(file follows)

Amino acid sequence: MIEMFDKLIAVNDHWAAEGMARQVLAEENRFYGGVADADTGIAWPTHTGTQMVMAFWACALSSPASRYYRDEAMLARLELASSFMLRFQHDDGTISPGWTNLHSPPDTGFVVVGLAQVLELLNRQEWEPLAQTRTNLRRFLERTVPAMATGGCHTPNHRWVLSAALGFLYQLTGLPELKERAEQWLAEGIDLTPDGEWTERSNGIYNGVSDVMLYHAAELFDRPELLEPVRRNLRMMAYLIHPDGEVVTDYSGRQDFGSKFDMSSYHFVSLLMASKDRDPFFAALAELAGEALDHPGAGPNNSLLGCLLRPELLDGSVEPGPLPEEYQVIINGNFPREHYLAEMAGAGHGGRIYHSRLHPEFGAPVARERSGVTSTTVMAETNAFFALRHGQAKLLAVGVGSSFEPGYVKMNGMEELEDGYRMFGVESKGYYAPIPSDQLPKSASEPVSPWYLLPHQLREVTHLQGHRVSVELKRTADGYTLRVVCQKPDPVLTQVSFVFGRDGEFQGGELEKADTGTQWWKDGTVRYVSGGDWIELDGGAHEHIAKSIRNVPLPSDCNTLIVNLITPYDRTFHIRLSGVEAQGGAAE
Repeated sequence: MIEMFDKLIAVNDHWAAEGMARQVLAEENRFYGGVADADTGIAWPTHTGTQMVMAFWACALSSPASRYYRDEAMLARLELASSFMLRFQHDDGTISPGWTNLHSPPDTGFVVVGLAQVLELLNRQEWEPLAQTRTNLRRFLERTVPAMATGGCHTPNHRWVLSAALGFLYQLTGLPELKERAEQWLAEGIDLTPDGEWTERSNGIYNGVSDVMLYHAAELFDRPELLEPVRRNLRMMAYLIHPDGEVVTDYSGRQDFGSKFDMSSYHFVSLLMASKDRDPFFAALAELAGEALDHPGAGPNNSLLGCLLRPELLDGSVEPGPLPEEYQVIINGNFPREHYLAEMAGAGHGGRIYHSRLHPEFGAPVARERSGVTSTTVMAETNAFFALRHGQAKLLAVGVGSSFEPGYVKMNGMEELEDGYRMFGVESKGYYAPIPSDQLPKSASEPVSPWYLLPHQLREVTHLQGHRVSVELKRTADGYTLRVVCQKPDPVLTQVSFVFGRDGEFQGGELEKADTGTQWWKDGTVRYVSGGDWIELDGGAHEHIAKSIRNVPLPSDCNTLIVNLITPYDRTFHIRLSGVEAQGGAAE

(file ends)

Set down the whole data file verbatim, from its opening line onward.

Amino acid sequence: MIEMFDKLIAVNDHWAAEGMARQVLAEENRFYGGVADADTGIAWPTHTGTQMVMAFWACALSSPASRYYRDEAMLARLELASSFMLRFQHDDGTISPGWTNLHSPPDTGFVVVGLAQVLELLNRQEWEPLAQTRTNLRRFLERTVPAMATGGCHTPNHRWVLSAALGFLYQLTGLPELKERAEQWLAEGIDLTPDGEWTERSNGIYNGVSDVMLYHAAELFDRPELLEPVRRNLRMMAYLIHPDGEVVTDYSGRQDFGSKFDMSSYHFVSLLMASKDRDPFFAALAELAGEALDHPGAGPNNSLLGCLLRPELLDGSVEPGPLPEEYQVIINGNFPREHYLAEMAGAGHGGRIYHSRLHPEFGAPVARERSGVTSTTVMAETNAFFALRHGQAKLLAVGVGSSFEPGYVKMNGMEELEDGYRMFGVESKGYYAPIPSDQLPKSASEPVSPWYLLPHQLREVTHLQGHRVSVELKRTADGYTLRVVCQKPDPVLTQVSFVFGRDGEFQGGELEKADTGTQWWKDGTVRYVSGGDWIELDGGAHEHIAKSIRNVPLPSDCNTLIVNLITPYDRTFHIRLSGVEAQGGAAE
Repeated sequence: MIEMFDKLIAVNDHWAAEGMARQVLAEENRFYGGVADADTGIAWPTHTGTQMVMAFWACALSSPASRYYRDEAMLARLELASSFMLRFQHDDGTISPGWTNLHSPPDTGFVVVGLAQVLELLNRQEWEPLAQTRTNLRRFLERTVPAMATGGCHTPNHRWVLSAALGFLYQLTGLPELKERAEQWLAEGIDLTPDGEWTERSNGIYNGVSDVMLYHAAELFDRPELLEPVRRNLRMMAYLIHPDGEVVTDYSGRQDFGSKFDMSSYHFVSLLMASKDRDPFFAALAELAGEALDHPGAGPNNSLLGCLLRPELLDGSVEPGPLPEEYQVIINGNFPREHYLAEMAGAGHGGRIYHSRLHPEFGAPVARERSGVTSTTVMAETNAFFALRHGQAKLLAVGVGSSFEPGYVKMNGMEELEDGYRMFGVESKGYYAPIPSDQLPKSASEPVSPWYLLPHQLREVTHLQGHRVSVELKRTADGYTLRVVCQKPDPVLTQVSFVFGRDGEFQGGELEKADTGTQWWKDGTVRYVSGGDWIELDGGAHEHIAKSIRNVPLPSDCNTLIVNLITPYDRTFHIRLSGVEAQGGAAE